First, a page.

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Popular memory, popular culture: The war in the post-war world

Noakes, L (2015) 'Popular memory, popular culture: The war in the post-war world.' In: Geyer, M and Tooze, A, (eds.) The Cambridge History of the Second World War: Volume 3: Total War: Economy, Society and Culture. Cambridge University Press, 675 - 697. ISBN 9781139626859

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One common understanding of the Second World War is that it was a contest between liberty and tyranny. The refusal of alleged pacifists to participate in the often lawless violence of the Second World War posed fundamental practical and normative challenges for all combatants, but especially for those who understood themselves to be fighting for individual liberty. By studying the development of the law of conscientious objection from the First World War through the Second World War, one can track both the growing separation between liberal and totalitarian governance and the internal crisis that wracked liberalism in these years. This chapter describes the American, British and Commonwealth approaches to conscientious objection during the Second World War and contrasts them with how other belligerents treated those who refused to fight. The interwar debate over administrative governance had been structured by an overly-simplistic contrast between classical liberal and totalitarian approaches to the rule of law.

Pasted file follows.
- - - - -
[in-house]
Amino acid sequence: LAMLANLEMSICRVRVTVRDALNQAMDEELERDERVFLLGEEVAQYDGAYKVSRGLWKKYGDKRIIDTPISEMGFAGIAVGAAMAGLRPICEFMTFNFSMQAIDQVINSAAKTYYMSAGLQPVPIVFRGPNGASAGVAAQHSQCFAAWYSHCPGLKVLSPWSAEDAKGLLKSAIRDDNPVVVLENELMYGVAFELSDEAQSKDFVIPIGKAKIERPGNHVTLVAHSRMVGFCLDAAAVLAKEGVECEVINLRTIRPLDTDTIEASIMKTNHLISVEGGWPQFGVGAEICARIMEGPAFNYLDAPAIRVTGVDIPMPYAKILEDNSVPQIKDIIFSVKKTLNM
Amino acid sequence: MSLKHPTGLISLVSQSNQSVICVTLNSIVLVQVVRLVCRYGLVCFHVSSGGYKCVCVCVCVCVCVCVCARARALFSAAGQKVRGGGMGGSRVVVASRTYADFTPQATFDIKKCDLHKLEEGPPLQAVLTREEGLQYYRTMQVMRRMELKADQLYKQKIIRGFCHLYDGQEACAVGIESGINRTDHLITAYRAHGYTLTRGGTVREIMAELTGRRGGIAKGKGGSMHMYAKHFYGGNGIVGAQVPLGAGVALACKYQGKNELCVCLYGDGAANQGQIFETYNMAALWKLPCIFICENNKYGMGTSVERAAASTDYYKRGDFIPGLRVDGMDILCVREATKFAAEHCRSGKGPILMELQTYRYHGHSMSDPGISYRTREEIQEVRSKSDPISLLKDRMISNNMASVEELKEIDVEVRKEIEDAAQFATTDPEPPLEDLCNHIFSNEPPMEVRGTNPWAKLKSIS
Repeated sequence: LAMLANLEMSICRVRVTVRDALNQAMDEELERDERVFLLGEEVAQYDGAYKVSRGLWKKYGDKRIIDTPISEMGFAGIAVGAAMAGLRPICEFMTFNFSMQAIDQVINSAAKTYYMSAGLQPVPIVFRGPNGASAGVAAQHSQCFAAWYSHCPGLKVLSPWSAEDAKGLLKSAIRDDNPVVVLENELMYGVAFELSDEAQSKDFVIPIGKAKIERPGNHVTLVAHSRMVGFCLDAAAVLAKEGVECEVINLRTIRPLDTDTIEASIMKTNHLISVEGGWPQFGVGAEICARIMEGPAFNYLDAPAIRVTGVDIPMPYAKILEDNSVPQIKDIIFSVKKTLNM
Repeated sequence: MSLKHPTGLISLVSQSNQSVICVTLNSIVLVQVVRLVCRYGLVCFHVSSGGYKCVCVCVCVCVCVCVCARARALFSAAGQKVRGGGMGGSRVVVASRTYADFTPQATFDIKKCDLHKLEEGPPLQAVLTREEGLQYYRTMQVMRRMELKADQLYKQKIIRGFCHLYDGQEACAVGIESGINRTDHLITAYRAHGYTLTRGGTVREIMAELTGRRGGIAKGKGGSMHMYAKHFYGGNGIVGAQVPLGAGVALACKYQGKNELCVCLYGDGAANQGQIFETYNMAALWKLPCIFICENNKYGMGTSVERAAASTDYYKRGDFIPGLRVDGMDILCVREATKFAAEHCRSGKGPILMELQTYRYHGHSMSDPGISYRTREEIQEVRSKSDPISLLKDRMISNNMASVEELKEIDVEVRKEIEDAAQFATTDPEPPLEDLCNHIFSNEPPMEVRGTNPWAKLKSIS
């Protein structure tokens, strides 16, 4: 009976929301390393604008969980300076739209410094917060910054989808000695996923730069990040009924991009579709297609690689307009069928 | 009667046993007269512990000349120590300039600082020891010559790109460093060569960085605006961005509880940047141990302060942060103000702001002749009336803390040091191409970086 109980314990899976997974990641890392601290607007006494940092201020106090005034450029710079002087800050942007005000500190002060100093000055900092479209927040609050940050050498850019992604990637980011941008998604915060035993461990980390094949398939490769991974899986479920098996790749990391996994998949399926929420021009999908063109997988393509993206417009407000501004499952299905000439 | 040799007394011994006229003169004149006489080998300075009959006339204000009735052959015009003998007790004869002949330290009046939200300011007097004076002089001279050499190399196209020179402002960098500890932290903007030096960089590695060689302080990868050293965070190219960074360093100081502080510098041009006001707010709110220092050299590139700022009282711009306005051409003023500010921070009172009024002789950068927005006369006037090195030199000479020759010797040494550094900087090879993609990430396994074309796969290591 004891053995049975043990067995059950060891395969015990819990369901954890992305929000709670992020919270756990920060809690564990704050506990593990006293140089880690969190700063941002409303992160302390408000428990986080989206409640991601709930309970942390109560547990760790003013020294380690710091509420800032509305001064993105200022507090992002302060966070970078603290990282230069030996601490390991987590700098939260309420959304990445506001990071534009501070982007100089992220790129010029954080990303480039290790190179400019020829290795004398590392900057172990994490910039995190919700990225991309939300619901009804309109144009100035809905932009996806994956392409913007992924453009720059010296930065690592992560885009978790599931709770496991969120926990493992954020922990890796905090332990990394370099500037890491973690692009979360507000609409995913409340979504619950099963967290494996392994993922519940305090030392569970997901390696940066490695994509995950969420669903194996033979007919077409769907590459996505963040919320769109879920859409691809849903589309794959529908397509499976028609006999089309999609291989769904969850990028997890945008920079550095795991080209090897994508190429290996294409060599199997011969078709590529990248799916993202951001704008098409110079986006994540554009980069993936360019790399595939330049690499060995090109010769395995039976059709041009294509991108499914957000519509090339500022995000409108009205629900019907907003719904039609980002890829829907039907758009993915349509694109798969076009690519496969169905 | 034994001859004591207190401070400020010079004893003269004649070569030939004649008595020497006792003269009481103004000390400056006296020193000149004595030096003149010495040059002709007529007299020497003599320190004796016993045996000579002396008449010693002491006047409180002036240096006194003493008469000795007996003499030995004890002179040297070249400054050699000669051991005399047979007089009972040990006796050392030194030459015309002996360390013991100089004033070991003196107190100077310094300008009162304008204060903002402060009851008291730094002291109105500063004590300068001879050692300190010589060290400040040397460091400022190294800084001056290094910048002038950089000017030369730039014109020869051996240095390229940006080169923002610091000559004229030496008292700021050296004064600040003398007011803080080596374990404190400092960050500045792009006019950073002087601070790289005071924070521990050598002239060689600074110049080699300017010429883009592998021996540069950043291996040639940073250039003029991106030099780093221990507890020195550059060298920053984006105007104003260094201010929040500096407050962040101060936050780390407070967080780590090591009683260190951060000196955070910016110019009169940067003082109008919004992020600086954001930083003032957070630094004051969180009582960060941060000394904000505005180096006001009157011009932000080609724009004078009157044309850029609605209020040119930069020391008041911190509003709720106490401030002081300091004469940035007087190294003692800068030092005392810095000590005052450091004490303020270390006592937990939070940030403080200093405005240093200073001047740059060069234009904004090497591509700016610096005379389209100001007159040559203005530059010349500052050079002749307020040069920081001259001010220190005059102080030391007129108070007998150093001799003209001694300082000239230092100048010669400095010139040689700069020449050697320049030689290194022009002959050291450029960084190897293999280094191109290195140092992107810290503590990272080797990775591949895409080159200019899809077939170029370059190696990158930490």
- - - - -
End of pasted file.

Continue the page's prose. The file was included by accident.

Item Type: Book Section
Subjects: D History General and Old World > D History (General) > D731 World War II
Divisions: Faculty of Humanities > History, Department of
Depositing User: Elements
Date Deposited: 14 Dec 2017 11:38
Last Modified: 14 Dec 2017 11:38

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